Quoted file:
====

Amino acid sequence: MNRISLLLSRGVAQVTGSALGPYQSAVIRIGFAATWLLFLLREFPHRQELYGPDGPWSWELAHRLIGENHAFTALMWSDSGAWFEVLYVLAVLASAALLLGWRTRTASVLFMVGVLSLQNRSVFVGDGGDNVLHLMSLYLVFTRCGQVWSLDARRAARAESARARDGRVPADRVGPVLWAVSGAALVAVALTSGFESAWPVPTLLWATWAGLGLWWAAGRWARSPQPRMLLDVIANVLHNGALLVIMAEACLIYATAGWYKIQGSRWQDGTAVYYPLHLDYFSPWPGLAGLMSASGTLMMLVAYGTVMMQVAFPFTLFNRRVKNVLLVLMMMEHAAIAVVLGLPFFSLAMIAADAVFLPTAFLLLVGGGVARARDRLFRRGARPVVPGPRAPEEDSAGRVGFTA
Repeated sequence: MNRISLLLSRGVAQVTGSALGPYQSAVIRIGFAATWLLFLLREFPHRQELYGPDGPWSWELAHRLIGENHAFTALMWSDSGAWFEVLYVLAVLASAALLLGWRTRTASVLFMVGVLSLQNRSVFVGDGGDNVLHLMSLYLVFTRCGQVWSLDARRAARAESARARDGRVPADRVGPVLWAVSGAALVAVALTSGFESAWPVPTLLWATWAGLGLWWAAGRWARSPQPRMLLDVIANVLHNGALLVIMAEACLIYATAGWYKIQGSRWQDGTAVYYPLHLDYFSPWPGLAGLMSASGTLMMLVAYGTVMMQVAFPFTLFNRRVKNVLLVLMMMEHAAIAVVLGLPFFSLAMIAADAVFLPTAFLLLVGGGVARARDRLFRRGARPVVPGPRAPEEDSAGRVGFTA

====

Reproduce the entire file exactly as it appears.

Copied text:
Amino acid sequence: MNRISLLLSRGVAQVTGSALGPYQSAVIRIGFAATWLLFLLREFPHRQELYGPDGPWSWELAHRLIGENHAFTALMWSDSGAWFEVLYVLAVLASAALLLGWRTRTASVLFMVGVLSLQNRSVFVGDGGDNVLHLMSLYLVFTRCGQVWSLDARRAARAESARARDGRVPADRVGPVLWAVSGAALVAVALTSGFESAWPVPTLLWATWAGLGLWWAAGRWARSPQPRMLLDVIANVLHNGALLVIMAEACLIYATAGWYKIQGSRWQDGTAVYYPLHLDYFSPWPGLAGLMSASGTLMMLVAYGTVMMQVAFPFTLFNRRVKNVLLVLMMMEHAAIAVVLGLPFFSLAMIAADAVFLPTAFLLLVGGGVARARDRLFRRGARPVVPGPRAPEEDSAGRVGFTA
Repeated sequence: MNRISLLLSRGVAQVTGSALGPYQSAVIRIGFAATWLLFLLREFPHRQELYGPDGPWSWELAHRLIGENHAFTALMWSDSGAWFEVLYVLAVLASAALLLGWRTRTASVLFMVGVLSLQNRSVFVGDGGDNVLHLMSLYLVFTRCGQVWSLDARRAARAESARARDGRVPADRVGPVLWAVSGAALVAVALTSGFESAWPVPTLLWATWAGLGLWWAAGRWARSPQPRMLLDVIANVLHNGALLVIMAEACLIYATAGWYKIQGSRWQDGTAVYYPLHLDYFSPWPGLAGLMSASGTLMMLVAYGTVMMQVAFPFTLFNRRVKNVLLVLMMMEHAAIAVVLGLPFFSLAMIAADAVFLPTAFLLLVGGGVARARDRLFRRGARPVVPGPRAPEEDSAGRVGFTA